Birds of Cyprus
1 maart 2020 · Yoav Perlman · 2074 × bekeken
Colin Richardson & Richard Porter 2020. Christopher Helm/Bloomsbury, London. ISBN 978 1 4729 6084 9. Paperback, 256 pp., 26 colour photographs, 95 colour plates, many colour maps. Price: € 29,76.
This book continues the recent series of country guides by Helm, following Birds of Japan (Brazil, 2018) and Birds of Mongolia (Sundev & Leahy, 2020). It is another functional book, targeted at visitors to this wonderful birding holiday destination. It provides both a useful introduction to birding in Cyprus, and concise, up-to-date accounts of all bird species found in Cyprus. As such, this combination of field identification guide with a 'where to watch birds' guide has its pros and cons. On the pros side, it provides a visiting birder sufficient information for a successful trip to Cyprus, all in one fairly compact and lightweight book (216 x 140 x 12 mm, 460 gr; for comparison, Birds of Europe second edition, Svensson, Mullarney & Zetterström, 2009 is 192 x 133 x 25, 790 gr) that easily fits into a pocket or a day-pack. On the cons side, the compact design means that information might be somewhat basic, both in the 'where to watch birds' section, and in species accounts. 68 birding sites are described in 25 pages. Some sites are treated with a wealth of useful information and photographs. Inevitably, other sites are treated in lesser depth, especially those in Northern Cyprus.
The book opens with a standard and efficient introduction. It includes sections about taxonomy and nomenclature used in the book (IOC and OSME ORL), information about plates, text and maps, an interesting section about conservation, including explicit treatment of the major issue of the rampant illegal killing and poaching of wild birds in Cyprus, and the aforementioned section on birding sites in Cyprus. Regarding taxonomy and nomenclature, I want to point out the specific treatment of Cyprus Scops Owl Otus cyprius, one of the three endemic species of Cyprus. There is no global consensus on this split yet, including in OSME ORL and eBird/Clements. It is understandable why this book highlights Cyprus's three endemics (Cyprus Scops Owl, Cyprus Wheatear and Cyprus warbler), and its several endemic subspecies, some of them mooted as potential splits (cypriotes Coal Tit, glaszneri Eurasian Jay etc.). It is worth noting that the illustrations of Cyprus Scops Owl, of the endemic subspecies and few others are the rather few original drawings prepared for this book. Apart for these, most drawings were reproduced from Birds of the Middle East (Porter & Aspinall, 2010). This is, in my personal opinion, the major drawback of this book. The bulk of the book is occupied by colour plates, and these are of variable quality. Illustrations in Birds of the Middle East were done by John Gale, Mike Langman and Brian Small. Many illustrations in the second edition were used already in the first edition, published in 1996. In 2020, I think this does not work well, in a few cases. Some plates are brilliant, modern, accurate and fresh, e.g. Plate 55: Small falcons and Peregrine. However, some plates feel quite old-fashioned, with somewhat awkward proportions and low-quality colours, e.g. Plate 48: Pigeons and doves II. In modern birding literature, a standard high-quality of plates can be expected. Especially when the main competitor, Birds of Europe, offers higher wall-to-wall standard of illustrations, in my opinion. Further, no text annotations to the illustrations are provided – I find these very useful.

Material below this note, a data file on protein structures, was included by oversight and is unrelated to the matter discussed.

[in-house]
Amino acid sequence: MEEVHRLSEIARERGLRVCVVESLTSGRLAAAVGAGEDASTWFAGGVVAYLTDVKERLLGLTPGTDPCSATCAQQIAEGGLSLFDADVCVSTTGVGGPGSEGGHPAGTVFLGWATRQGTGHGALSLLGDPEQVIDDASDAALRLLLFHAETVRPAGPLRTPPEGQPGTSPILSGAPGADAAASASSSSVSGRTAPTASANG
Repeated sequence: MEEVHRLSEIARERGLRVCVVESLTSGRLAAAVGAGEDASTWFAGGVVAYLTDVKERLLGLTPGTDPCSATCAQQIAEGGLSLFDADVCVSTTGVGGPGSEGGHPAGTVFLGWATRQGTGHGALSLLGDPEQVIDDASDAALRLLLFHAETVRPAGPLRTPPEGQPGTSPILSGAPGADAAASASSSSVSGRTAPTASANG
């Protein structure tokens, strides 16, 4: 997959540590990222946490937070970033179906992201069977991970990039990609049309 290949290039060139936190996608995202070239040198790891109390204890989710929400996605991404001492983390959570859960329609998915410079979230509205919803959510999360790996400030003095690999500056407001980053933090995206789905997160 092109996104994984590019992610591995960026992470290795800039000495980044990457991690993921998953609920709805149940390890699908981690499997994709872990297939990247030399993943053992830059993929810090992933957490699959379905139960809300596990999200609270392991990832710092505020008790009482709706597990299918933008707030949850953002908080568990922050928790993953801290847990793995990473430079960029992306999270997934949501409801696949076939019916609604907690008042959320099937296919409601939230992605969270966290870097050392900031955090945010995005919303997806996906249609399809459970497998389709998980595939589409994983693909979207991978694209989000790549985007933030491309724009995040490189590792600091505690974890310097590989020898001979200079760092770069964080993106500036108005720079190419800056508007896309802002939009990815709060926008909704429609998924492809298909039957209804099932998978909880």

Main text is concise and seems accurate enough, though somewhat brief in a few accounts. Admittedly, I have not read through each and every text account, but my sample produced satisfactory results. It is interesting to note that generic sections (habitat, ID, voice) of some text accounts were copied-pasted from Birds of the Middle East, while others were apparently re-written for this book. Status descriptions of regular visitors and residents provide sufficient information. Maps are rather small (30 x 20 mm) but apparently do the job. It is obvious that the authors, Colin Richardson and Richard Porter, are extremely knowledgeable about the status and distribution of the birds of Cyprus.
To summarize, this is a practical book for any visiting birder to Cyprus. The combination of elaborate birding site descriptions, and good quality (on average) species accounts, makes this a good choice. Obviously, in today's era of digital birding tools, i.e. apps and eBooks, an 'old-school' hard copy often falls short in wealth and breadth of information. However, for travelling birders, and for those who still keep libraries and enjoy sifting through pages, this book certainly does the job, and I recommend it.
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